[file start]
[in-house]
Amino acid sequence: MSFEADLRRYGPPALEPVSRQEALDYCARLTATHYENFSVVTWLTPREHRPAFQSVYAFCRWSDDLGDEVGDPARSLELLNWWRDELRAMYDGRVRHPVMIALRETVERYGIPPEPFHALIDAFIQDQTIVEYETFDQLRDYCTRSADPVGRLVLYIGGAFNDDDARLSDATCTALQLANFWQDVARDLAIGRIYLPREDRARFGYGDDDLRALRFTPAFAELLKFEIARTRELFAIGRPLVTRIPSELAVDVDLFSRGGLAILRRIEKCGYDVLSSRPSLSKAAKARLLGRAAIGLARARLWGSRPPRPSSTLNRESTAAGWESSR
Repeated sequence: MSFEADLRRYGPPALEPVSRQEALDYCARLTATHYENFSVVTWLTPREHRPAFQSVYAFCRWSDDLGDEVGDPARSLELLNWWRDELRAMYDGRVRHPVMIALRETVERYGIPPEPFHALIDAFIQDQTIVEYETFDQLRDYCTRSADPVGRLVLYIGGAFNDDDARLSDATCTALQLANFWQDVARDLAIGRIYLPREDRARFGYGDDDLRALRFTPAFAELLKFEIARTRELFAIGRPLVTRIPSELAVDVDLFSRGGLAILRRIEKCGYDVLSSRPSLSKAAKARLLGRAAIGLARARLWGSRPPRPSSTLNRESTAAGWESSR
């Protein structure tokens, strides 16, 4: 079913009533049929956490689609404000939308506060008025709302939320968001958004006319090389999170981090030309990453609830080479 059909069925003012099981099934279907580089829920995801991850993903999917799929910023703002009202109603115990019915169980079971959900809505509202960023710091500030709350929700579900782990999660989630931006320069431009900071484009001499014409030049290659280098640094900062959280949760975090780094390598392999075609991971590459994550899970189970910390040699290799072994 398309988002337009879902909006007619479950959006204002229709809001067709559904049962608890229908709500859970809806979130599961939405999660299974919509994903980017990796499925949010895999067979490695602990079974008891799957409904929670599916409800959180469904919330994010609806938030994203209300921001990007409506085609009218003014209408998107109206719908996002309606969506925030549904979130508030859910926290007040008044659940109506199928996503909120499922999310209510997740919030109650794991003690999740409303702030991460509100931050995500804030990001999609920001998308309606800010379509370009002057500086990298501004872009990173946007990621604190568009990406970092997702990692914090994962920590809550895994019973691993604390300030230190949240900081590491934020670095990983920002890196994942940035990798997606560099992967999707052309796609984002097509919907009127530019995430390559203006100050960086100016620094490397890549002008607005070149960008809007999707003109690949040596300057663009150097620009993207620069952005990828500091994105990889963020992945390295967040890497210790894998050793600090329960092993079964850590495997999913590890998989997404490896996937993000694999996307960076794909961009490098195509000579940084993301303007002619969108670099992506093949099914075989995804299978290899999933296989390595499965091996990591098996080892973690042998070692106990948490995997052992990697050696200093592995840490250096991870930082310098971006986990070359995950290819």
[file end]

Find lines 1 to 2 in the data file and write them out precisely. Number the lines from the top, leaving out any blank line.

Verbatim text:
[in-house]
Amino acid sequence: MSFEADLRRYGPPALEPVSRQEALDYCARLTATHYENFSVVTWLTPREHRPAFQSVYAFCRWSDDLGDEVGDPARSLELLNWWRDELRAMYDGRVRHPVMIALRETVERYGIPPEPFHALIDAFIQDQTIVEYETFDQLRDYCTRSADPVGRLVLYIGGAFNDDDARLSDATCTALQLANFWQDVARDLAIGRIYLPREDRARFGYGDDDLRALRFTPAFAELLKFEIARTRELFAIGRPLVTRIPSELAVDVDLFSRGGLAILRRIEKCGYDVLSSRPSLSKAAKARLLGRAAIGLARARLWGSRPPRPSSTLNRESTAAGWESSR